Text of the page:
As with teamsters, muleteers, and some seven or eight Americans, skilled in Indian warfare, except your servant, who was a semi-tenderfoot, we numbered some forty in party; armed up to date, we were not inclined to stampede, but returned the Comanche salutations saucily and confidently. Night came on and we moved along our dreary monotonous way without seeing more of these, then “Lords of the Plains.”
After a long, weary, but not altogether uninteresting trip of fifty-seven days, we arrived at San Elizario, then the eastern initial town of El Paso County. After this long toilsome trip, fraught with danger from beginning to end, it was indeed a joyful climax to reach this home of civilization, to see the various kinds of fruit trees in full bloom, the vineyards giving promise of fruition, and more than all, to receive the genuine hospitable welcome from the denizens of the village, many of the walls of the structures of which were covered with the mould of centuries past. As, is perhaps known, this was one of the original Missions or Presidios, established in this part of the country, under the authority of the Vice Regal Government of “Espana Mera” or Mexico, as it was subsequently entitled.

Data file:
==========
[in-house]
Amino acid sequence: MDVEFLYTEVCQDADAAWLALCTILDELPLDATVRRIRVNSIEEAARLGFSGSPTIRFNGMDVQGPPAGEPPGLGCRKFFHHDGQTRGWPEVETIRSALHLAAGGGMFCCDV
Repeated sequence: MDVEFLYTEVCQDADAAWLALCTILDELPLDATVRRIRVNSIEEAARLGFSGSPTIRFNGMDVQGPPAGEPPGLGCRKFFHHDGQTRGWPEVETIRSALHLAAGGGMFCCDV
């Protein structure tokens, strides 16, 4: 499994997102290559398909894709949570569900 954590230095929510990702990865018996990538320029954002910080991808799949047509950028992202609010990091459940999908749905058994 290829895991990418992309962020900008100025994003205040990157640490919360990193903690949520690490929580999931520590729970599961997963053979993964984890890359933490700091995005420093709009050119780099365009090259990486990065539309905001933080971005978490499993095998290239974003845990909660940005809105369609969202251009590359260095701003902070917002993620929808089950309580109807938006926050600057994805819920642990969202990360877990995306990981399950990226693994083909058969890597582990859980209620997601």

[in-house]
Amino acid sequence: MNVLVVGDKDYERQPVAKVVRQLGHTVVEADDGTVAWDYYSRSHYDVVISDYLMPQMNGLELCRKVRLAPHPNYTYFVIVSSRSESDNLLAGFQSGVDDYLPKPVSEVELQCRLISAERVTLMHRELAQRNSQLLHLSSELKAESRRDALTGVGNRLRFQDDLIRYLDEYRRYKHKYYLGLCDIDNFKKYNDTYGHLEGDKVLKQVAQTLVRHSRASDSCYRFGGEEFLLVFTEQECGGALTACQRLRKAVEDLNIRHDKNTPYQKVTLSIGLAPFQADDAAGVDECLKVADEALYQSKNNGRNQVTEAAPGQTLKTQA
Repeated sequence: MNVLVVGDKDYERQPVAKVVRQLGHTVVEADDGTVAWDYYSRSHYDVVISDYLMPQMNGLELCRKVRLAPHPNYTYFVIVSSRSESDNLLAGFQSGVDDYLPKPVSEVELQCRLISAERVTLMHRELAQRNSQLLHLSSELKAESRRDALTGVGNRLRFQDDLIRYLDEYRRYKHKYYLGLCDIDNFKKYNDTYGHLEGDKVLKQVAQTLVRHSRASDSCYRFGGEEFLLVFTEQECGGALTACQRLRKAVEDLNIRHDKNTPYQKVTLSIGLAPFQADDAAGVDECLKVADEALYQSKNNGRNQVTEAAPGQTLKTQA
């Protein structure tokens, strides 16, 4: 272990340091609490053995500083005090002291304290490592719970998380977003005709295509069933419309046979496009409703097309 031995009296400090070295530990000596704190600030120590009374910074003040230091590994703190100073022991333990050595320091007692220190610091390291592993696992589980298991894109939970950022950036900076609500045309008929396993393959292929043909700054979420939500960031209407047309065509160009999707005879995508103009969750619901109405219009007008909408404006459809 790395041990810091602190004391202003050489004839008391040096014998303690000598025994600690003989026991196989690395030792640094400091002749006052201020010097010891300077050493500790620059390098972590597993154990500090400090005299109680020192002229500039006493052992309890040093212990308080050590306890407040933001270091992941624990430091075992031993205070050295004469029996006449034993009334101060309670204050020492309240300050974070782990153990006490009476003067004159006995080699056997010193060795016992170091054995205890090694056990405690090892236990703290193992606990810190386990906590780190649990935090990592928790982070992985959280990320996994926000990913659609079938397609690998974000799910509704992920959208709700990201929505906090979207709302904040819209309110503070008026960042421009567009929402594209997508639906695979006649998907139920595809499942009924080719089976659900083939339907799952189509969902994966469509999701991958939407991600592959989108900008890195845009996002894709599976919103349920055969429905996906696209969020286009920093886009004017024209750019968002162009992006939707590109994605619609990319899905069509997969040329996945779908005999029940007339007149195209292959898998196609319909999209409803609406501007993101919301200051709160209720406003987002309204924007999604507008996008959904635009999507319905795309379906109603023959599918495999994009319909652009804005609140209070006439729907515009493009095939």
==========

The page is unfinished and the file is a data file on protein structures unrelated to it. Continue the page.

From san Elizario our fleet of “Prairie Schooners” finally reached “Rancho del Ponce,” or Franklin with “Uncle Billy Smith” under whose guidance we had made our long, wearisome, but still to me most novel and interesting trip. Mt. Franklin, acquired its name from a party by the name of Franklin Coon, who had made a verbal purchase of the Ponce Rancho, which he subsequently abandoned and returned the possession thereof to Ponce de Leon, the original owner.
It was here that American civilization and its attendant push and enterprise, first took root in the remote, secluded and almost unknown valley of El Paso.
The speaker then referred to the establishment of Fort Bliss, the personnel of its garrison, the various forts in New Mexico, Arizona and West Texas, and contiguous Forts, viz.